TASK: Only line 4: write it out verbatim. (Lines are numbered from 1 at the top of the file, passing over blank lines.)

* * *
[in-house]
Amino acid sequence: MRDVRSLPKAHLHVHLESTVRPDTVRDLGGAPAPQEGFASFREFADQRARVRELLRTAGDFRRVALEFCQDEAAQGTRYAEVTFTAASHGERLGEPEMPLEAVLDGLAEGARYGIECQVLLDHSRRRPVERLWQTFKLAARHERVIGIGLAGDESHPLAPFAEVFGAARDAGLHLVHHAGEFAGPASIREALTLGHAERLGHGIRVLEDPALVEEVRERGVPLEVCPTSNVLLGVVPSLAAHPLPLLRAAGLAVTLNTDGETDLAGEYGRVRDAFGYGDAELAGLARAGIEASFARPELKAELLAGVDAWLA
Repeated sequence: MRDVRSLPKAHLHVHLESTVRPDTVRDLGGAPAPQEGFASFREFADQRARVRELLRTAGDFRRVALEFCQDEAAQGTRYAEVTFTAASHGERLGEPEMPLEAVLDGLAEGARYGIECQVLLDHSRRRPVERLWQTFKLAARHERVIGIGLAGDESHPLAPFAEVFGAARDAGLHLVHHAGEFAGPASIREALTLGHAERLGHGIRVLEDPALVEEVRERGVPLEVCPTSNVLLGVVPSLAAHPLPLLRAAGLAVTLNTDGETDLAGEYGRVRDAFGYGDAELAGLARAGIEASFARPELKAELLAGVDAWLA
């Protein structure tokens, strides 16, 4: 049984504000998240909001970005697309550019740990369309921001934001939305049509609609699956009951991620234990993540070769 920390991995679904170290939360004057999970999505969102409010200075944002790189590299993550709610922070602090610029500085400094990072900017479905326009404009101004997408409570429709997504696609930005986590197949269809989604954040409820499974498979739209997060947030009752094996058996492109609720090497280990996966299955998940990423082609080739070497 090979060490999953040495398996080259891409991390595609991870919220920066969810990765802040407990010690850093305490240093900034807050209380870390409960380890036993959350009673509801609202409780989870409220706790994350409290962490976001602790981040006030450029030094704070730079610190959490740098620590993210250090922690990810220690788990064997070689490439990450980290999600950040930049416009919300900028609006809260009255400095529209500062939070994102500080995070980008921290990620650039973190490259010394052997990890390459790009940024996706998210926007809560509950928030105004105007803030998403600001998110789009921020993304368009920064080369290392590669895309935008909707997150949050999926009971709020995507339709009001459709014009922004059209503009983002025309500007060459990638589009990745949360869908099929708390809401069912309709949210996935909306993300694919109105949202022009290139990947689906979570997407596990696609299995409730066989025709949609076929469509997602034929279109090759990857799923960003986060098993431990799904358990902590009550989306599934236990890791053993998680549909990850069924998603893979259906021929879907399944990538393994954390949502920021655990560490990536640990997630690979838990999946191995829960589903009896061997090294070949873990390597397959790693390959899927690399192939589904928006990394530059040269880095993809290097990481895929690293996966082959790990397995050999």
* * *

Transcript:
């Protein structure tokens, strides 16, 4: 049984504000998240909001970005697309550019740990369309921001934001939305049509609609699956009951991620234990993540070769 920390991995679904170290939360004057999970999505969102409010200075944002790189590299993550709610922070602090610029500085400094990072900017479905326009404009101004997408409570429709997504696609930005986590197949269809989604954040409820499974498979739209997060947030009752094996058996492109609720090497280990996966299955998940990423082609080739070497 090979060490999953040495398996080259891409991390595609991870919220920066969810990765802040407990010690850093305490240093900034807050209380870390409960380890036993959350009673509801609202409780989870409220706790994350409290962490976001602790981040006030450029030094704070730079610190959490740098620590993210250090922690990810220690788990064997070689490439990450980290999600950040930049416009919300900028609006809260009255400095529209500062939070994102500080995070980008921290990620650039973190490259010394052997990890390459790009940024996706998210926007809560509950928030105004105007803030998403600001998110789009921020993304368009920064080369290392590669895309935008909707997150949050999926009971709020995507339709009001459709014009922004059209503009983002025309500007060459990638589009990745949360869908099929708390809401069912309709949210996935909306993300694919109105949202022009290139990947689906979570997407596990696609299995409730066989025709949609076929469509997602034929279109090759990857799923960003986060098993431990799904358990902590009550989306599934236990890791053993998680549909990850069924998603893979259906021929879907399944990538393994954390949502920021655990560490990536640990997630690979838990999946191995829960589903009896061997090294070949873990390597397959790693390959899927690399192939589904928006990394530059040269880095993809290097990481895929690293996966082959790990397995050999």